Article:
Retinal Tears & Holes
The retina is the light sensitive tissue which lines the back of the eye and forms the optic nerve. Tears may occur in the retina with the risk of a retinal detachment and severe loss of vision. Retinal tears occur as a result of the process of posterior vitreous detachment. At birth, the vitreous has the consistency of Jello and is firmly adherent to the retina. Later in life, the vitreous begins to liquify and partially separate from the retina. At this point, patients may experience small floaters. As the vitreous shrinks and separates more completely from the retina, larger floaters may be seen. If the vitreous remains adherent to the retina, the patient may experience a light flash. As the vitreous contracts, it may pull on the retina with sufficient force to tear the retina. Since the retina contains many blood vessels, bleeding into the vitreous cavity may occur resulting in large floaters.Holes may also form in the retina in areas where the retina is very thin. Holes may also form in areas of the retina where the vitreous is abnormally adherent such as in areas of lattice degeneration. Finally, holes may form in patients with a high degree of myopia (nearsightedness).
Both retinal holes and retinal tears can lead to retinal detachment. This is typically an acute event associated with large floaters, light flashes and a progressive defect in vision, like a curtain. Should any of these symptoms occur, you should contact your optometrist or ophthalmologist who will determine whether you need to be seen by a retina specialist. Urgent care centers and emergency rooms are not equipped to determine whether a retinal detachment is present so you should be seen as soon as possible by your eye care provider.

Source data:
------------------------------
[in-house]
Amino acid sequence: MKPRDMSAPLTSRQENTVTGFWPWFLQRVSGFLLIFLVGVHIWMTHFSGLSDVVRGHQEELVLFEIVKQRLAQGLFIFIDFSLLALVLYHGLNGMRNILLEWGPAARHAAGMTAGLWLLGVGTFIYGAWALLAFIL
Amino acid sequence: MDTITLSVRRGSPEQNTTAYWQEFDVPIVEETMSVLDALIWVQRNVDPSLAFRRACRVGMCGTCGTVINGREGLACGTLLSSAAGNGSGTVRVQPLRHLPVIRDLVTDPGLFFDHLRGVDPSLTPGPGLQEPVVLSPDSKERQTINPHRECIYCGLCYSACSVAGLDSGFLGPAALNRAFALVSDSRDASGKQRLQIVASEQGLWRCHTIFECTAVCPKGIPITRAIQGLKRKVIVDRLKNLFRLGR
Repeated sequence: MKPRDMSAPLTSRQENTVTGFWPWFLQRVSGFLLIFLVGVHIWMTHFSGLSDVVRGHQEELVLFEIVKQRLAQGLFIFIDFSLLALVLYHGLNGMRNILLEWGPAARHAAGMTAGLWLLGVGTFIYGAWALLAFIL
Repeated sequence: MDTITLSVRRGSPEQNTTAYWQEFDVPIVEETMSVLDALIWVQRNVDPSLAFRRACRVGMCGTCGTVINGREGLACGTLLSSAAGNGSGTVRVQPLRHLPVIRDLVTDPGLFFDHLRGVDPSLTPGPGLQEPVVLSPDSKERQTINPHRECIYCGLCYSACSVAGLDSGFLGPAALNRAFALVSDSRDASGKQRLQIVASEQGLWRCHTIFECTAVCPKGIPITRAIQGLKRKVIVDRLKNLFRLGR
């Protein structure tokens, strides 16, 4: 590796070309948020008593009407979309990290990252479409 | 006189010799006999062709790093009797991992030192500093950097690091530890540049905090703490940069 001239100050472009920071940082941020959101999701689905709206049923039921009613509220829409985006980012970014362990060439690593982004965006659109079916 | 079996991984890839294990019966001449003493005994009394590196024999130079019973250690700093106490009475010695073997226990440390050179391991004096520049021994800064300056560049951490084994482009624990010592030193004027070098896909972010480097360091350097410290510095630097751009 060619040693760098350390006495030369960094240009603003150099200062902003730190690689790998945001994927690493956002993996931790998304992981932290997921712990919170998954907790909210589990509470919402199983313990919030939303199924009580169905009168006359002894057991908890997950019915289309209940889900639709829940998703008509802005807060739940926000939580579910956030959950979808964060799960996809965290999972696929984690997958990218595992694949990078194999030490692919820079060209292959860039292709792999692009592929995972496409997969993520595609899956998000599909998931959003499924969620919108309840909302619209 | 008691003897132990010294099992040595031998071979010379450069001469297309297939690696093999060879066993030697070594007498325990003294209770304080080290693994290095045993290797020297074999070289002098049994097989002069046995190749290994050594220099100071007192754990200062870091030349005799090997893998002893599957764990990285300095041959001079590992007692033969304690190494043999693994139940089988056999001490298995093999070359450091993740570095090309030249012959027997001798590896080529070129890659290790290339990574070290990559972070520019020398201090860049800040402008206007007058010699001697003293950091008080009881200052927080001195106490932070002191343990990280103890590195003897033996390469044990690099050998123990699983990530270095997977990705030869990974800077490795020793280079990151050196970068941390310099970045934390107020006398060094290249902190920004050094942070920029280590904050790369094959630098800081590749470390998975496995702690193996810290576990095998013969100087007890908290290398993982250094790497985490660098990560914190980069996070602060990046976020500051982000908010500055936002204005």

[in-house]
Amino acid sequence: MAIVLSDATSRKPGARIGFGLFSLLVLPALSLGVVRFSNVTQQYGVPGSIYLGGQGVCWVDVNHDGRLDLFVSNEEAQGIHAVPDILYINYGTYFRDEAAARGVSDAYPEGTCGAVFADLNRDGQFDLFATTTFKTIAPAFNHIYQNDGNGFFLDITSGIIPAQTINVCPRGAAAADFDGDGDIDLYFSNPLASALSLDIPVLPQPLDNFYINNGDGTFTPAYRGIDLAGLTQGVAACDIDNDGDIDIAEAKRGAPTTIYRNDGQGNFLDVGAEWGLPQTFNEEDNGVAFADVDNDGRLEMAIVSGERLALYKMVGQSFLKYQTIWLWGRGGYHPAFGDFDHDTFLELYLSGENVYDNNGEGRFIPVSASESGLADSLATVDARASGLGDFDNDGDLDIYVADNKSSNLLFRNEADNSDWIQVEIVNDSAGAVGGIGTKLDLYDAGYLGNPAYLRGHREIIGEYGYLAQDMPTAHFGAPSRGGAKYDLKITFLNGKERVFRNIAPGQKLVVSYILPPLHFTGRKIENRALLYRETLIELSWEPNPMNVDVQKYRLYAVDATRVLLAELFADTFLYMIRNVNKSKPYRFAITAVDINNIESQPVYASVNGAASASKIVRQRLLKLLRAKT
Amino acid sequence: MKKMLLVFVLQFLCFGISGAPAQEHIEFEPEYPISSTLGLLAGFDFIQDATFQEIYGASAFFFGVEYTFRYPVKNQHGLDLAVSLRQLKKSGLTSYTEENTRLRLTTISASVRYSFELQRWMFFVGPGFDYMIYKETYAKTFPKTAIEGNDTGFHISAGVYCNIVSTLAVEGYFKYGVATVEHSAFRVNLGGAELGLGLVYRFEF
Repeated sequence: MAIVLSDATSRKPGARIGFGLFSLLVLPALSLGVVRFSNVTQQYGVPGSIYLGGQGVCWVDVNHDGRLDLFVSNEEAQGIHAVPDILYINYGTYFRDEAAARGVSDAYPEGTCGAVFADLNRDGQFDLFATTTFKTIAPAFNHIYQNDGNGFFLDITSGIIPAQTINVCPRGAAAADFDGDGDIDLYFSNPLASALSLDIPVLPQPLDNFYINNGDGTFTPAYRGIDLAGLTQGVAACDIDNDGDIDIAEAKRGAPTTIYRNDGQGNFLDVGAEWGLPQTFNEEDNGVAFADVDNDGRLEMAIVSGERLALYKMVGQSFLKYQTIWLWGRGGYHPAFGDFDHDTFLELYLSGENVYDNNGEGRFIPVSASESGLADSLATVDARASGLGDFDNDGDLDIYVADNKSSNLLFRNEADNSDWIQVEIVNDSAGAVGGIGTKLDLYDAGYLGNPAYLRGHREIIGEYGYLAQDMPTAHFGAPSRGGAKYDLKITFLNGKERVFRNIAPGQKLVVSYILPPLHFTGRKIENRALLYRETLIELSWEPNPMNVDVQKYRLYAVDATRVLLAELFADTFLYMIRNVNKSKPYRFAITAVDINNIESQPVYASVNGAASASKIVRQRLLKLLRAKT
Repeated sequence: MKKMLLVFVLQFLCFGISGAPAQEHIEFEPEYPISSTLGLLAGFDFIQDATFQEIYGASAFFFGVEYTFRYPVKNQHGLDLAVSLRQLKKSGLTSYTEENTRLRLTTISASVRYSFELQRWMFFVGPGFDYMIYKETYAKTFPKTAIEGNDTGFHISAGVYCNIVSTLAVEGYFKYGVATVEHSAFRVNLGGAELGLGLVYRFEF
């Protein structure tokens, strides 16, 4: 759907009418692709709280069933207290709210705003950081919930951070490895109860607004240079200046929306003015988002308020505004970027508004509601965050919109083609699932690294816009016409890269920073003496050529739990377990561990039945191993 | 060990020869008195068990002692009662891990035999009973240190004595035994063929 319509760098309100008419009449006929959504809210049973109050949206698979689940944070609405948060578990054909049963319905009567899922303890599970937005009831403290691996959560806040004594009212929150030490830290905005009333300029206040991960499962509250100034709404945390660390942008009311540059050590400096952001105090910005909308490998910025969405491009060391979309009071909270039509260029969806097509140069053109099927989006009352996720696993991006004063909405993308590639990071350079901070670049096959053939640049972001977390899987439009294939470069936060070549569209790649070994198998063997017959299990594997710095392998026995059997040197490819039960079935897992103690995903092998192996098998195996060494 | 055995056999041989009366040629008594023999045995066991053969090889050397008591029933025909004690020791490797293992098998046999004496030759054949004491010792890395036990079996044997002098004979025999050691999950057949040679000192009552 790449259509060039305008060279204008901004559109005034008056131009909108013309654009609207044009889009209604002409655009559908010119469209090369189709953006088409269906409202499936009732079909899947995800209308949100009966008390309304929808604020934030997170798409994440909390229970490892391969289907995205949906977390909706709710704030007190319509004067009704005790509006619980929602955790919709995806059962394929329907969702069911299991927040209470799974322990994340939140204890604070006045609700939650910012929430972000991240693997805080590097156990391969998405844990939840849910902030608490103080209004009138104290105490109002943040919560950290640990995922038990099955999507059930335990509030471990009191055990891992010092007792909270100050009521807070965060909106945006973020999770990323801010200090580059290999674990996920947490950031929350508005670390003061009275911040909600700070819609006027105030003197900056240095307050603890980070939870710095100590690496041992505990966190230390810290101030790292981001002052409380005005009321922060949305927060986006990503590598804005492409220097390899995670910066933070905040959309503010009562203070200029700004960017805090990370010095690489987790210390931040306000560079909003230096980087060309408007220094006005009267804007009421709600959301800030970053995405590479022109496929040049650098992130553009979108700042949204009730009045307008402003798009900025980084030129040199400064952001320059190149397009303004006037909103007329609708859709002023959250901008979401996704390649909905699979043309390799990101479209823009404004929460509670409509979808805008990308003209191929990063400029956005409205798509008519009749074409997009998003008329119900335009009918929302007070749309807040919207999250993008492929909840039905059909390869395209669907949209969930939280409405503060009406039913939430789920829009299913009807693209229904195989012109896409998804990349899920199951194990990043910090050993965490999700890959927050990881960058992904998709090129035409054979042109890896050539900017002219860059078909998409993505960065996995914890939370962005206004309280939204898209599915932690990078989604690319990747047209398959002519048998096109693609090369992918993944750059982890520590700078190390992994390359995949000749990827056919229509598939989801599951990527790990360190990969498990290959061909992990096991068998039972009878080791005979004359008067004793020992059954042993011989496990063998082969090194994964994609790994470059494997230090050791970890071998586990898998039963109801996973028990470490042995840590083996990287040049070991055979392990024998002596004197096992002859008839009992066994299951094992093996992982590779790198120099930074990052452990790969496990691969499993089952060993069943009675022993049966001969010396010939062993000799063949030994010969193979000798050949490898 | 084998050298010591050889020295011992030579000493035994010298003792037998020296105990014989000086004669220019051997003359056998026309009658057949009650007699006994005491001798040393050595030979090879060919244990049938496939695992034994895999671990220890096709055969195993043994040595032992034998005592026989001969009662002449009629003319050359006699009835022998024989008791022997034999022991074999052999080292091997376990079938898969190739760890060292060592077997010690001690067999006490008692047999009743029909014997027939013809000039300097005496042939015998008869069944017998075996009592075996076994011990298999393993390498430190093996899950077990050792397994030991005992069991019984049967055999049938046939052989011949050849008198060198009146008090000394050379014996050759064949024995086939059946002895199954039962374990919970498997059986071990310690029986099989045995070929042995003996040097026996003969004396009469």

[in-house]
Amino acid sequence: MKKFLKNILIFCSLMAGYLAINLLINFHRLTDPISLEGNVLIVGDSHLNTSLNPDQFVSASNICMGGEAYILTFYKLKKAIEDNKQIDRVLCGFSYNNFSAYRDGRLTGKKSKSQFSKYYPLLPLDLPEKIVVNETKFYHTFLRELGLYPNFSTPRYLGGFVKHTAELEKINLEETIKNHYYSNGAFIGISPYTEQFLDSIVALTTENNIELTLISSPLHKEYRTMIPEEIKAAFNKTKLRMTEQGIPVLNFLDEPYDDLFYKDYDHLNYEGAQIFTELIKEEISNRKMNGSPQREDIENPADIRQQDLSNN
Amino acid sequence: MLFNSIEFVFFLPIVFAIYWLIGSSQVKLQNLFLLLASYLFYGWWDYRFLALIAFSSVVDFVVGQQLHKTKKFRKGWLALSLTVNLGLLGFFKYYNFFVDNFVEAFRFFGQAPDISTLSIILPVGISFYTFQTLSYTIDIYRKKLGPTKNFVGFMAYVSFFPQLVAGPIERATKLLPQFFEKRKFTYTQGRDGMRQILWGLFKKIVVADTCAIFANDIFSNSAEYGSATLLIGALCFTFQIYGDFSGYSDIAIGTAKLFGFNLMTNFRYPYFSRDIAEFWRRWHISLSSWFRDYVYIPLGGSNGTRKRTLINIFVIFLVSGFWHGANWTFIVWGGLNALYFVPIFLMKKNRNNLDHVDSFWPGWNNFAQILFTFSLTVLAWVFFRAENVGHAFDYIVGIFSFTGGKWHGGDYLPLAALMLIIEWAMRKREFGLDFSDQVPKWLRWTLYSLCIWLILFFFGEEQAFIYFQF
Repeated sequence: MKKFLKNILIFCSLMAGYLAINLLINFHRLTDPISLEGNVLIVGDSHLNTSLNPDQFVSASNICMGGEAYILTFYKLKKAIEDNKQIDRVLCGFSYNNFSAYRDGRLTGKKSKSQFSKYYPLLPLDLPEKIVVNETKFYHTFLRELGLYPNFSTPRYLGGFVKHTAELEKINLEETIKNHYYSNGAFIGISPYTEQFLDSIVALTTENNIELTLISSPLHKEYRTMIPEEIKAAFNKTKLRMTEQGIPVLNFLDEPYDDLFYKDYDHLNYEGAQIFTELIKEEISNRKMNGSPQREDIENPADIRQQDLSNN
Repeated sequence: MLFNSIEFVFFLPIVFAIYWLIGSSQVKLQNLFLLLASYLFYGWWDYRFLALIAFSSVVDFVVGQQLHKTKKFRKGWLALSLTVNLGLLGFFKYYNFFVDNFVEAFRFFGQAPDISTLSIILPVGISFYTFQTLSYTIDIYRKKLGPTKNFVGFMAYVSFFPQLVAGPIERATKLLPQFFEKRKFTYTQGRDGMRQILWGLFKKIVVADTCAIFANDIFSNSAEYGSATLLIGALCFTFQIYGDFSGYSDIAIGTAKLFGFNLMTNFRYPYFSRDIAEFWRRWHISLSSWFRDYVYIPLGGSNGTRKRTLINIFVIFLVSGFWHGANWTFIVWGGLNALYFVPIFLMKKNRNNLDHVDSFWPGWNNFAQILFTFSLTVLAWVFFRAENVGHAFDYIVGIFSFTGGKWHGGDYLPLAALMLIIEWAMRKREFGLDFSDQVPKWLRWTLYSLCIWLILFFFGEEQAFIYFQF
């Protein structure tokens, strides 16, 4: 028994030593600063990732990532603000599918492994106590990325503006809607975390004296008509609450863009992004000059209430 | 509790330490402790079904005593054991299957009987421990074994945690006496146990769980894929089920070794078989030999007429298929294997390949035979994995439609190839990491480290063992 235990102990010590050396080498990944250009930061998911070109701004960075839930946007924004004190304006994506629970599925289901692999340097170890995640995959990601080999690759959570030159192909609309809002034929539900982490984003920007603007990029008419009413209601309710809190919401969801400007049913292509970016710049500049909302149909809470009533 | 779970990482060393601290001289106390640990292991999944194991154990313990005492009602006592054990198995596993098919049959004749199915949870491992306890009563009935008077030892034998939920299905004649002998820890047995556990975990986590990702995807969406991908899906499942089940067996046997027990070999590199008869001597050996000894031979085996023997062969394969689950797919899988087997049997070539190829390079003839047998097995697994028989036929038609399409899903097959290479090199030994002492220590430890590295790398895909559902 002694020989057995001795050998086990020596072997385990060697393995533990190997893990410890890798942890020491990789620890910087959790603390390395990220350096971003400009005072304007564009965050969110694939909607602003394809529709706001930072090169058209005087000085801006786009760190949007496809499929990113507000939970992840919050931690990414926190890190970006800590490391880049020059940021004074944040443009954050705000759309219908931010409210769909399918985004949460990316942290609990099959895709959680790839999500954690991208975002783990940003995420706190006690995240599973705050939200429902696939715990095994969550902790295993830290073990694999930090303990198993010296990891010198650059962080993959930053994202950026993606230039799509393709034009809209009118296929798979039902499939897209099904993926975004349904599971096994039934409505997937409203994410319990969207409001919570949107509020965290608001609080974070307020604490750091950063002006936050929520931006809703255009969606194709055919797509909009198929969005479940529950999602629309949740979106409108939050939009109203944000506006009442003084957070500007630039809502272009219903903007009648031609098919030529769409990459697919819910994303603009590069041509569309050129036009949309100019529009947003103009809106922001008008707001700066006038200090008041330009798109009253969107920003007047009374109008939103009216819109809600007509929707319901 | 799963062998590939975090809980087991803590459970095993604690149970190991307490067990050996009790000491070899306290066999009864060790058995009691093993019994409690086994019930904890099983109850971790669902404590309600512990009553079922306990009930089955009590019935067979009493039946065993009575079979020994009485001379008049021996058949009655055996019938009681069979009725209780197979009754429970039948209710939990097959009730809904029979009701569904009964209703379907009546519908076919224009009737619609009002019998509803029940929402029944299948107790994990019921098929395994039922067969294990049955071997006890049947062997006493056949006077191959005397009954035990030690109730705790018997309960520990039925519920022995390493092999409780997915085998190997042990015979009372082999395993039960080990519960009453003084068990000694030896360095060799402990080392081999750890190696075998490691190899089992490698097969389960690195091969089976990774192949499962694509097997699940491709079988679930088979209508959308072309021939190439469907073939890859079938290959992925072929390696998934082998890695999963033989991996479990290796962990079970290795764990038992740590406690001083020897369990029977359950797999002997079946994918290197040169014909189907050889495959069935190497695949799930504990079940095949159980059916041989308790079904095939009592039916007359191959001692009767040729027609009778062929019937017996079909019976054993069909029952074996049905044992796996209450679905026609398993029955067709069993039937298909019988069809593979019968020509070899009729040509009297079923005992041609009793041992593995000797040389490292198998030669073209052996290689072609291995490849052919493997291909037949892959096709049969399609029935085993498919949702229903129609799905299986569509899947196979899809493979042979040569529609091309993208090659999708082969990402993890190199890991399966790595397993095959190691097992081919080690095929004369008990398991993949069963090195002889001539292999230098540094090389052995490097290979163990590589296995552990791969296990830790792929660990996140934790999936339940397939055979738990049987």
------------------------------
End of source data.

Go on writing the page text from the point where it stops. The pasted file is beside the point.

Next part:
The decision to treat a retina tear or hole depends on the clinical findings and risk factors for retinal detachment. Larger tears, associated with bleeding, are a high risk and should be treated. Retinal holes without symptoms can be safely followed. Patients with a high degree of myopia (nearsightedness), a family history of retinal detachment, previous cataract surgery or a tear or detachment in the fellow eye are at greater risk.
Retinal tears and holes are typically treated with laser. The procedure is done in the office with topical anesthesia using a contact lens. The laser spot-welds the retina around the retinal defect preventing the development of a detachment. Cryotherapy or freezing may also be used. There is a period of time after treatment, lasting about two months, where problems may develop. These would include new retinal tears or a retinal detachment. If you experience new large floaters, light flashes or a defect in your vision, you should be rechecked.
See Fact Sheet about Posterior Vitreous Detachment.*